Objective: We estimated the association between prenatal exposure to maternal infections and the subsequent risk for epilepsy in childhood.
Methods: We included 90,619 singletons who were born between September 1997 and June 2003 in the Danish National Birth Cohort and followed them up to December 2005. Information on maternal infections during pregnancy (cystitis, pyelonephritis, diarrhea, coughs lasting >1 week, vaginal yeast infection, genital herpes, venereal warts, and herpes labialis) was prospectively reported by mothers in 2 computer-assisted telephone interviews in early and midgestation; information on maternal cystitis and pyelonephritis during late period of pregnancy was also collected in a third interview after birth. Children who received a diagnosis of epilepsy as inpatients or outpatients were retrieved from the Danish National Hospital Register. We identified 646 children with a diagnosis of epilepsy during up to 8 years of follow-up time. Cox proportional hazards regression models were used to estimate incidence rate ratio and 95% confidence interval.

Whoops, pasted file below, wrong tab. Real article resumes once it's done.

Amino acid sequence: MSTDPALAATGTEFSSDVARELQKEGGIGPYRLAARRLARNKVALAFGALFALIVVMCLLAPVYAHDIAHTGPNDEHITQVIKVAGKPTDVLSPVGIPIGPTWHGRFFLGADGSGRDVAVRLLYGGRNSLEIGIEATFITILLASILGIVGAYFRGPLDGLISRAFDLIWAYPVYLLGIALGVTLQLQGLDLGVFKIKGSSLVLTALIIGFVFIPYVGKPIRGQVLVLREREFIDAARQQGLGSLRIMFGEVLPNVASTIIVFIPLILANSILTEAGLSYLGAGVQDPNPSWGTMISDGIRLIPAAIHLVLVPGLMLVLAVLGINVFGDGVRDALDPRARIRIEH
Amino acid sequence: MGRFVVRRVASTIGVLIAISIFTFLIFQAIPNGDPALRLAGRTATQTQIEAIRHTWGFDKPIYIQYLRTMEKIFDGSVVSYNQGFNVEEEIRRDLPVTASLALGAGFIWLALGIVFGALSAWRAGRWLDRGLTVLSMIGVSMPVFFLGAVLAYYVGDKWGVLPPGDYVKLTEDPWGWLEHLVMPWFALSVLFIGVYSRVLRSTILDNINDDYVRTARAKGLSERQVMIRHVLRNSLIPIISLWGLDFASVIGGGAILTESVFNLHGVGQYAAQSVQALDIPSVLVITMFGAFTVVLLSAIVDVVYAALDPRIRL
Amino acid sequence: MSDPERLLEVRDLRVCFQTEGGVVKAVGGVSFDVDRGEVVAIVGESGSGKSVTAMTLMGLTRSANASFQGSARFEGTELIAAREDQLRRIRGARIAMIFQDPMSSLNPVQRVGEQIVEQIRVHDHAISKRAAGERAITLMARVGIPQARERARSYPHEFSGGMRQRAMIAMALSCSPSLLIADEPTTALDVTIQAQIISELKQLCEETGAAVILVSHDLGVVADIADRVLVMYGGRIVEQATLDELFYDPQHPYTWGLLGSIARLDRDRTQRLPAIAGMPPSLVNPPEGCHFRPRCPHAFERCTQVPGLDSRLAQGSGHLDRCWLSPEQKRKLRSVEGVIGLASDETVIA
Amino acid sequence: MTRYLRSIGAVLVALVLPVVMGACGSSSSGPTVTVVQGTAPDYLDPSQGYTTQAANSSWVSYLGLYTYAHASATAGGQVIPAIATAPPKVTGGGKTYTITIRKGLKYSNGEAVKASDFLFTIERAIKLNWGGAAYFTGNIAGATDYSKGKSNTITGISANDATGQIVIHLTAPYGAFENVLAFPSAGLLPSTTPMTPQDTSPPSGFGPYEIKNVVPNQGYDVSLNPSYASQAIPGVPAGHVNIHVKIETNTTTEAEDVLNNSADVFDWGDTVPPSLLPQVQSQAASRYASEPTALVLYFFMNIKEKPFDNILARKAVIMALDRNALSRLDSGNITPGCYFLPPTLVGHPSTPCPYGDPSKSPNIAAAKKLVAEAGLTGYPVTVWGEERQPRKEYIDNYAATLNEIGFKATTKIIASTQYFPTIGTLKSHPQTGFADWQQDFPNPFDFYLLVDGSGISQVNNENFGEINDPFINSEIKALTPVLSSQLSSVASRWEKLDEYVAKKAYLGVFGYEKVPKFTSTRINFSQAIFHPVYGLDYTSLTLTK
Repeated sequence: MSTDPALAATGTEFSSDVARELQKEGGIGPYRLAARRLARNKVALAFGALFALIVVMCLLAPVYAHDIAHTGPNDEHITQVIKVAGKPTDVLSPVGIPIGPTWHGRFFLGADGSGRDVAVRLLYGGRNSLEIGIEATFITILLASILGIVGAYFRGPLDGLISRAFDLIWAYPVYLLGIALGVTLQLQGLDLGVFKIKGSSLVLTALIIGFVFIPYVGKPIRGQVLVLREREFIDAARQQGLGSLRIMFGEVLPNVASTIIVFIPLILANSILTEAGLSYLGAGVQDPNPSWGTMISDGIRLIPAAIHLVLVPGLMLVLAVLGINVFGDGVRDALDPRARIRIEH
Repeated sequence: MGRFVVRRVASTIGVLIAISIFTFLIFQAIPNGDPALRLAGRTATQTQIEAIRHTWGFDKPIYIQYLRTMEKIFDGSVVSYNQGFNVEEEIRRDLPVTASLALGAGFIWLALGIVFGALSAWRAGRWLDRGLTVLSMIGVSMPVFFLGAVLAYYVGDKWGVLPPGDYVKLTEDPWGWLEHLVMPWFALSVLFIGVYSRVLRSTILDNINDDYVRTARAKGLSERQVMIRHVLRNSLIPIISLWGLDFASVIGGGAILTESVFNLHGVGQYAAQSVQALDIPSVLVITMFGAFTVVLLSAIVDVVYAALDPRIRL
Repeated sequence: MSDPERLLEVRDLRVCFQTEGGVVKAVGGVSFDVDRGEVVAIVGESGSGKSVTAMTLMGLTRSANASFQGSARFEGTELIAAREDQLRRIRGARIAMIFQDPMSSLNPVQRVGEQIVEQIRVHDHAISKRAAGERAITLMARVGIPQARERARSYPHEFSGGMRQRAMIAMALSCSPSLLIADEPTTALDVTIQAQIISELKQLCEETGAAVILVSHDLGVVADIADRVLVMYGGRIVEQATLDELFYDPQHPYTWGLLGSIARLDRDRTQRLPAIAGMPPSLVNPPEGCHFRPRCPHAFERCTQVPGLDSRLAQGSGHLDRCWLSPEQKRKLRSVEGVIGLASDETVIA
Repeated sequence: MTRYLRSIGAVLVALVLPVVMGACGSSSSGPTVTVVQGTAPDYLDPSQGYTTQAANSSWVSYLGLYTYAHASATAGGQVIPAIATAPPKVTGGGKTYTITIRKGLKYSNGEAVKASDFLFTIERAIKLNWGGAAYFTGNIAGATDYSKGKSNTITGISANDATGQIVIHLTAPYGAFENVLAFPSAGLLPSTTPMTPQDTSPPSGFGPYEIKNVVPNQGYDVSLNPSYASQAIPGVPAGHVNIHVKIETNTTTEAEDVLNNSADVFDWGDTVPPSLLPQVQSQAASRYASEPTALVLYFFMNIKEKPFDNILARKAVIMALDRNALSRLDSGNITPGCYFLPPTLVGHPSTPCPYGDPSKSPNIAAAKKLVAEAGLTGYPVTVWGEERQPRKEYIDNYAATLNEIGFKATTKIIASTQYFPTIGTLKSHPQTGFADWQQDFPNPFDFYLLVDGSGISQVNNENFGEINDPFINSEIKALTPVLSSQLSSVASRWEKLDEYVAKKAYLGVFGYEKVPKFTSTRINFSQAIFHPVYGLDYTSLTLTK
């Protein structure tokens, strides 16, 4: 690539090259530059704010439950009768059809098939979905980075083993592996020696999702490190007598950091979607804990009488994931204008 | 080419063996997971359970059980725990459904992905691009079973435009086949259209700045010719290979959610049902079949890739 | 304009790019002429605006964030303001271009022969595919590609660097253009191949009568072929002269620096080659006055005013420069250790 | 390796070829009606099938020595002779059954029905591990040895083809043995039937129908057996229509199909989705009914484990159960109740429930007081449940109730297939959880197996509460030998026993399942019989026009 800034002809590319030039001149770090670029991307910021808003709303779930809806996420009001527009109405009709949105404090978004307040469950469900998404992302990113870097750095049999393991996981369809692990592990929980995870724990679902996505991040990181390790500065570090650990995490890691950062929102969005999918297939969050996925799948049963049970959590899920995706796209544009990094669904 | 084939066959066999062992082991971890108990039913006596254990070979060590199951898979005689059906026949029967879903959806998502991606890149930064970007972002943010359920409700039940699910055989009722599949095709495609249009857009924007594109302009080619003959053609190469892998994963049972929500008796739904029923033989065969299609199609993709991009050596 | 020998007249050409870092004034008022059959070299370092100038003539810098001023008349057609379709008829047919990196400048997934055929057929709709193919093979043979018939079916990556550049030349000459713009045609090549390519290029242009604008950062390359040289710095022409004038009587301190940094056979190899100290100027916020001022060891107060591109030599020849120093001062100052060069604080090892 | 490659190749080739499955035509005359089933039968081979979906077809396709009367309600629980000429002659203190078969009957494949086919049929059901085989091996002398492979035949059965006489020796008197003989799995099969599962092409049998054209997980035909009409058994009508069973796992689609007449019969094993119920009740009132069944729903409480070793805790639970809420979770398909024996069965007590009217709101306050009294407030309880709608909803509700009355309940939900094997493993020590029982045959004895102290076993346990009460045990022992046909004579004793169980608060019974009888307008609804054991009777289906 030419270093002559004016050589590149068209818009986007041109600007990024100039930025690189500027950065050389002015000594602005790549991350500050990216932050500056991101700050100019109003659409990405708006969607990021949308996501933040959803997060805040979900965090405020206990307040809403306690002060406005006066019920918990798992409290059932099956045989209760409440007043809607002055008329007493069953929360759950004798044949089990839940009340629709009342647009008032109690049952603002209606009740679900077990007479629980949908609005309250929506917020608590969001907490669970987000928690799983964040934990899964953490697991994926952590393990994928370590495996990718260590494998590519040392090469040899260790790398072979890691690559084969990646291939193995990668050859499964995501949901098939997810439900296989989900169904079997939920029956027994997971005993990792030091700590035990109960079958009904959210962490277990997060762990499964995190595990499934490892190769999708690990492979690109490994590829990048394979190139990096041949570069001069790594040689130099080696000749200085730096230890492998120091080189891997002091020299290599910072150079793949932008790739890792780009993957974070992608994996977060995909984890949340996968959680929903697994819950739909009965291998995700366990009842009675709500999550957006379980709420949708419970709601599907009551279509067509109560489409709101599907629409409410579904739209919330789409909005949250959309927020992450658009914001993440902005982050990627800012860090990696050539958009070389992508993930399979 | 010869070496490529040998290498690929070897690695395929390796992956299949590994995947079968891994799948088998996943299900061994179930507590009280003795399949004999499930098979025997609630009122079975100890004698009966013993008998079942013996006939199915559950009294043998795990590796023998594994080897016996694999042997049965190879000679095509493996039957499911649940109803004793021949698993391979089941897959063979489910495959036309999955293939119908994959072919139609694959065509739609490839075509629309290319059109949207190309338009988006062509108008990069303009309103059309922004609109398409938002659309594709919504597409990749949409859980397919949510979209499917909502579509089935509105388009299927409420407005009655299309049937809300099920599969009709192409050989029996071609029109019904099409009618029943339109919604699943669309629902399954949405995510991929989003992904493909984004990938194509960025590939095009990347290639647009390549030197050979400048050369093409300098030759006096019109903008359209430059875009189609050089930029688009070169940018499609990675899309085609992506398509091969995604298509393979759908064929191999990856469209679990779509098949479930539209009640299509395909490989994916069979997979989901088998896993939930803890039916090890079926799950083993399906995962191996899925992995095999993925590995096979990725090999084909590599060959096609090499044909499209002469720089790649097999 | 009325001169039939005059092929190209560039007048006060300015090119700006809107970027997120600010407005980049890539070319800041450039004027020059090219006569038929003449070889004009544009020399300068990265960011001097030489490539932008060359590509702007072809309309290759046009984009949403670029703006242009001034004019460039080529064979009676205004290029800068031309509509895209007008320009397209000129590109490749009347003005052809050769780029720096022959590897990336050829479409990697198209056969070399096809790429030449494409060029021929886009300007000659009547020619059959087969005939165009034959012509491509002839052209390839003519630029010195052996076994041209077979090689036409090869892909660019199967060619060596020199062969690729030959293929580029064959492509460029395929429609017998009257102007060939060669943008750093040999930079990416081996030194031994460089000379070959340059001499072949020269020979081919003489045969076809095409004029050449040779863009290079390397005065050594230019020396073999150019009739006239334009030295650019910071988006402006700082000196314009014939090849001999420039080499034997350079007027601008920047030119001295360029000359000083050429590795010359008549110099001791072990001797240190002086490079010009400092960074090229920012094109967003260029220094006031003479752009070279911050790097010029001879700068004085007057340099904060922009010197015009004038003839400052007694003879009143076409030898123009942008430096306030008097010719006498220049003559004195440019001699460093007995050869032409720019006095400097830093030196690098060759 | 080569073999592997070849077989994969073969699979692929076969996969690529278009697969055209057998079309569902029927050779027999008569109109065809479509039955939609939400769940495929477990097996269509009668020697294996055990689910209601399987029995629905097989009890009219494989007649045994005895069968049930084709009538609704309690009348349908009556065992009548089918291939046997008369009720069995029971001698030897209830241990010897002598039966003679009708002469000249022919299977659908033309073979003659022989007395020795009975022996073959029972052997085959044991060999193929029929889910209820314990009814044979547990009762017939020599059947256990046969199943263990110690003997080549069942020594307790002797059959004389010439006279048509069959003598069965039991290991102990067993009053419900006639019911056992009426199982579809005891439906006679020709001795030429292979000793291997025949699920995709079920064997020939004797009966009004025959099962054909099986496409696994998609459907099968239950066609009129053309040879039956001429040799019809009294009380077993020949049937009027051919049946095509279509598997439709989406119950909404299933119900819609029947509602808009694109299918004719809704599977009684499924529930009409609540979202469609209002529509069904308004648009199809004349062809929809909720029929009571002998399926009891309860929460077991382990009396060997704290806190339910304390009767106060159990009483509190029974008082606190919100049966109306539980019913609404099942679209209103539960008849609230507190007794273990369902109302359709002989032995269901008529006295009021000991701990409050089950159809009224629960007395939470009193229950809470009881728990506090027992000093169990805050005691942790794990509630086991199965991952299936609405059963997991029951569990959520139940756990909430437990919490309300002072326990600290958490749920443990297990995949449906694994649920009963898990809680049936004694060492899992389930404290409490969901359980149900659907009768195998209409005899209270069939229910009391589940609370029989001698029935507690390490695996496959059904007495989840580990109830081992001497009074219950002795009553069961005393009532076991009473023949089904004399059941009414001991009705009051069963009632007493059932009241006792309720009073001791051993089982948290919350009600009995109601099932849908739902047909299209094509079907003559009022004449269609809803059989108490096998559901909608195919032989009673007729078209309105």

Results: Children who were exposed to maternal cystitis, pyelonephritis, diarrhea, coughs, and/or vaginal yeast infection some maternal infections in prenatal life had an increased risk for epilepsy. Coughs lasting >1 week were associated with an increased risk for epilepsy only in the first year of life, as was vaginal yeast infection only in children who were born preterm. These associations remained unchanged for children without cerebral palsy, congenital malformation, or a low Apgar score at 5 minutes.
Conclusions: Prenatal exposure to some maternal infections was associated with an increased risk for epilepsy in childhood.